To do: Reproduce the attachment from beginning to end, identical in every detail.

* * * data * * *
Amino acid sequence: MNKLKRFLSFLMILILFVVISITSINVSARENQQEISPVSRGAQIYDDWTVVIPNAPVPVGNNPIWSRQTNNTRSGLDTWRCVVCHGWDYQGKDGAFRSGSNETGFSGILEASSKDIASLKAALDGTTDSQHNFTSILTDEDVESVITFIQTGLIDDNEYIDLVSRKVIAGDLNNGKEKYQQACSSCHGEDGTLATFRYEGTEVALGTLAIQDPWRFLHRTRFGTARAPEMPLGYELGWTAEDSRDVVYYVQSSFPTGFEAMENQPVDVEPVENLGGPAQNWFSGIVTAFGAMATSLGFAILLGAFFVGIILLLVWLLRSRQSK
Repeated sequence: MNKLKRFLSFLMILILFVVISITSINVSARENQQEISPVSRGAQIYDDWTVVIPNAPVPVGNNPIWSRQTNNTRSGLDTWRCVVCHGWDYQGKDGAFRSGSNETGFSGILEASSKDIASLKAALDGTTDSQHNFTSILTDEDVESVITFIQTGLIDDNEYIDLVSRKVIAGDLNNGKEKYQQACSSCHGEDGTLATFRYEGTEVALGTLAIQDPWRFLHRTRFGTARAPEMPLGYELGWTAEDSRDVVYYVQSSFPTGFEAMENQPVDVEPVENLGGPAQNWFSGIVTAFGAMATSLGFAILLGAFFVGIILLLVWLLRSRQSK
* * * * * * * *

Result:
Amino acid sequence: MNKLKRFLSFLMILILFVVISITSINVSARENQQEISPVSRGAQIYDDWTVVIPNAPVPVGNNPIWSRQTNNTRSGLDTWRCVVCHGWDYQGKDGAFRSGSNETGFSGILEASSKDIASLKAALDGTTDSQHNFTSILTDEDVESVITFIQTGLIDDNEYIDLVSRKVIAGDLNNGKEKYQQACSSCHGEDGTLATFRYEGTEVALGTLAIQDPWRFLHRTRFGTARAPEMPLGYELGWTAEDSRDVVYYVQSSFPTGFEAMENQPVDVEPVENLGGPAQNWFSGIVTAFGAMATSLGFAILLGAFFVGIILLLVWLLRSRQSK
Repeated sequence: MNKLKRFLSFLMILILFVVISITSINVSARENQQEISPVSRGAQIYDDWTVVIPNAPVPVGNNPIWSRQTNNTRSGLDTWRCVVCHGWDYQGKDGAFRSGSNETGFSGILEASSKDIASLKAALDGTTDSQHNFTSILTDEDVESVITFIQTGLIDDNEYIDLVSRKVIAGDLNNGKEKYQQACSSCHGEDGTLATFRYEGTEVALGTLAIQDPWRFLHRTRFGTARAPEMPLGYELGWTAEDSRDVVYYVQSSFPTGFEAMENQPVDVEPVENLGGPAQNWFSGIVTAFGAMATSLGFAILLGAFFVGIILLLVWLLRSRQSK